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Tatum v. Jack

New York Civil Court
Mar 8, 2024
2024 N.Y. Slip Op. 50244 (N.Y. Civ. Ct. 2024)


Index No. LT-310915-22


Kim A. Tatum as Trustee of the Charlie G Tatum and Kim A. Tatum Living Trust Dated August 2nd, 2005, Petitioner, v. Marva Jack, John Doe, Jane Doe, Respondents.

Mizrahi Law Offices, L.L.C. (Robert Mizrahi, Esq.), for the petitioner Brooklyn Legal Services (Ali Hassan, Esq.), for the respondent

Unpublished Opinion

Mizrahi Law Offices, L.L.C. (Robert Mizrahi, Esq.), for the petitioner

Brooklyn Legal Services (Ali Hassan, Esq.), for the respondent

Karen May Bacdayan, J.

Recitation, as required by CPLR 2219 (a) of the papers considered in review of this motion by NYSCEF Doc No.: 16-21.


This is a nonpayment proceeding which was discontinued by a two-attorney stipulation dated July 19, 2023. (NYSCEF Doc No. 15.) The stipulation anticipated the collection of approved Emergency Rental Assistance Program ("ERAP") funds and Department of Social Services ("DSS") assistance checks. Subject to collection, it was agreed that respondent would have a credit of $3,359.70 to be carried forward into August 2023. (Id. ¶ 3 ["All rent due and owing through July 31, 2023 is hereby satisfied."]) The DSS checks in the amount of $12,165.02 were cashed in August 2023, and, eventually, ERAP was paid in the amount of $10,277.12 and credited in July 2023 on the ledger. (NYSCEF Doc No. 16, motion at 7-20, ledger.)

Now before the court is petitioner's motion to vacate the July 19, 2023 stipulation. (NYSCEF Doc No. 16, motion [sequence 4].) Respondent has opposed petitioner's motion and cross-moved for attorney's fees for having to oppose petitioner's motion pursuant to 22 NYCRR § 130.1-1. (NYSCEF Doc No. 18, motion [sequence 5].) Petitioner has cross-cross moved for fees. (NYSCEF Doc No. 20, motion [sequence 6].)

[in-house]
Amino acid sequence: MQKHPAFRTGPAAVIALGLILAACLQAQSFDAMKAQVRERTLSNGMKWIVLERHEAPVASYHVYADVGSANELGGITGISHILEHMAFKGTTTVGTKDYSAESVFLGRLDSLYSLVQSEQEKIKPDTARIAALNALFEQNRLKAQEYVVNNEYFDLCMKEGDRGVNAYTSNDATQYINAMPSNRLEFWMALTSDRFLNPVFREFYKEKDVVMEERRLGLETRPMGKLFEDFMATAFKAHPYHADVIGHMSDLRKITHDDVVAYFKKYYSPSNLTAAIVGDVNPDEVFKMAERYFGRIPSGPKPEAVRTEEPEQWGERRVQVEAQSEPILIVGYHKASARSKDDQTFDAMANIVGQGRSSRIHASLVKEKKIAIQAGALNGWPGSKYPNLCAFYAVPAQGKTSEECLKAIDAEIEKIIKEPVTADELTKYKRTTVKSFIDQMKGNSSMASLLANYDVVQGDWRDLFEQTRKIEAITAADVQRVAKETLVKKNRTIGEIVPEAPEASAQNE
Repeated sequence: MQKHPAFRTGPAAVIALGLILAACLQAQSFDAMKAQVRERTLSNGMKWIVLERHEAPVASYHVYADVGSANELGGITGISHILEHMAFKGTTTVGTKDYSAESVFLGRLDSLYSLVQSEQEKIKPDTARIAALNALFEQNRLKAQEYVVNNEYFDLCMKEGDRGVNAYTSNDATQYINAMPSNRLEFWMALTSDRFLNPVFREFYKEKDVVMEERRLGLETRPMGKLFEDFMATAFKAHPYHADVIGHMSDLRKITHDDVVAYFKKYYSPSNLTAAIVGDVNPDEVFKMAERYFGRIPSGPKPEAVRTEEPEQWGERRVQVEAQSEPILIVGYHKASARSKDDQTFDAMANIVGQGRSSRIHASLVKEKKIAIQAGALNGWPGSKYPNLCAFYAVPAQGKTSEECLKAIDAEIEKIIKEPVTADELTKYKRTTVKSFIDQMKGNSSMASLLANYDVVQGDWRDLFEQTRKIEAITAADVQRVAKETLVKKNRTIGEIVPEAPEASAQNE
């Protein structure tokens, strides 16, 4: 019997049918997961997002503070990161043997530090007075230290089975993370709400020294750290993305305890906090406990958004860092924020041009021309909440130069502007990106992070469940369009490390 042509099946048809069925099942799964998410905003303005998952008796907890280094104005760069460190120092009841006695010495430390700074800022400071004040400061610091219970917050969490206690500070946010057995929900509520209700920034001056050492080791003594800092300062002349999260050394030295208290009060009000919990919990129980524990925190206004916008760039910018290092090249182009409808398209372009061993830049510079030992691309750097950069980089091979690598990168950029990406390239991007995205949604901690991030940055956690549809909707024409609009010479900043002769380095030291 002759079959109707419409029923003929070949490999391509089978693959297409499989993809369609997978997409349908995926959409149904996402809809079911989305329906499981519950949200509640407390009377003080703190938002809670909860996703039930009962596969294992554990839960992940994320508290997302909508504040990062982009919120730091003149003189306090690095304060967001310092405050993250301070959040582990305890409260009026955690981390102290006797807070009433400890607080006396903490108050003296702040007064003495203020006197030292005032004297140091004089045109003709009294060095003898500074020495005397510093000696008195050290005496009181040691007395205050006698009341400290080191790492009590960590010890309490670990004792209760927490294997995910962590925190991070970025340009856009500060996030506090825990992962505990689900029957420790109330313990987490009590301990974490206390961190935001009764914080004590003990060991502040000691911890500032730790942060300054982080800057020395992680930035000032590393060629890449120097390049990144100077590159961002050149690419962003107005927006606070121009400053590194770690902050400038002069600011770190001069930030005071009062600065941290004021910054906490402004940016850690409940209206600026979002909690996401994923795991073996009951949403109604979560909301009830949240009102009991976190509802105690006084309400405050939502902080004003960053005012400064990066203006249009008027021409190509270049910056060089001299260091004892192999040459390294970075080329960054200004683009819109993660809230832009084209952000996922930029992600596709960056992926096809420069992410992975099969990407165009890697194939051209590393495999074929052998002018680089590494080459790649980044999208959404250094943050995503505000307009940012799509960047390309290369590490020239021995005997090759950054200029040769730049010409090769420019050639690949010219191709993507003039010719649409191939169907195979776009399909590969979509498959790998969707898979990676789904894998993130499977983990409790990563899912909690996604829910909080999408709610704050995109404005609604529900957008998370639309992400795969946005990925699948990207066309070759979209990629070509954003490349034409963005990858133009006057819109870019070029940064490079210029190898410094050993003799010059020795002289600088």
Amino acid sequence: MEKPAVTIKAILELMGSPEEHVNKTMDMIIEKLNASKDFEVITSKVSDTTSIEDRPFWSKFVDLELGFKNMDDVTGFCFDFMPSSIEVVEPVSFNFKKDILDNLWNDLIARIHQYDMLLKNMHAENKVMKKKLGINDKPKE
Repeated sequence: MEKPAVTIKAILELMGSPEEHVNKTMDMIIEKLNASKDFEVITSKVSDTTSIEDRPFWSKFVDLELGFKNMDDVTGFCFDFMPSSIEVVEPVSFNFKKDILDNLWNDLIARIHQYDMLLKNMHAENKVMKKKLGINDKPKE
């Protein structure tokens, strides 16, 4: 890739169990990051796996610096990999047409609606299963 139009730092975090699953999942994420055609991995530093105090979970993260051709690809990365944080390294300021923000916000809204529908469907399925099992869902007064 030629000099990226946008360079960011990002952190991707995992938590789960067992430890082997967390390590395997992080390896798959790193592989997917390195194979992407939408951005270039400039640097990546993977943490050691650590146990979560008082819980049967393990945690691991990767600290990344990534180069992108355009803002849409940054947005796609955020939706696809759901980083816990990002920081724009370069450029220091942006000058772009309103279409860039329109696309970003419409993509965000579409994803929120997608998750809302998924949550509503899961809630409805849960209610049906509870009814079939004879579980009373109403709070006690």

Petitioner's attorney argues that a mutual mistake was made at the time the stipulation was executed and that the amounts set forth in the July 19, 2023 discontinuance stipulation were incorrect. Rather than a credit of $3,359.70 as of the date of the stipulation assuming receipt of the anticipated monies, petitioner now claims that respondent actually owed over $10,000 after the stipulated monies were negotiated. Petitioner's attorney points to an email exchange between the parties two days after the stipulation, which he argues confirms that respondent knew of an error. (NYSCEF Doc No. 20, notice of cross-motion at 6, email from Ali Hassan to Robert Mizrahi, dated July 21, 2023.) Respondent objects to this exhibit as violative of CPLR § 4547 (Compromise and offers to compromise), an objection that petitioner does not address. Respondent's attorney argues that, at best, a unilateral mistake was made by petitioner's attorney, and that petitioner's attorney has failed to meet the high standard applicable to motions to vacate a two-attorney stipulation. (NYSCEF Doc No. 19, respondent's attorney's affirmation ¶ 28.)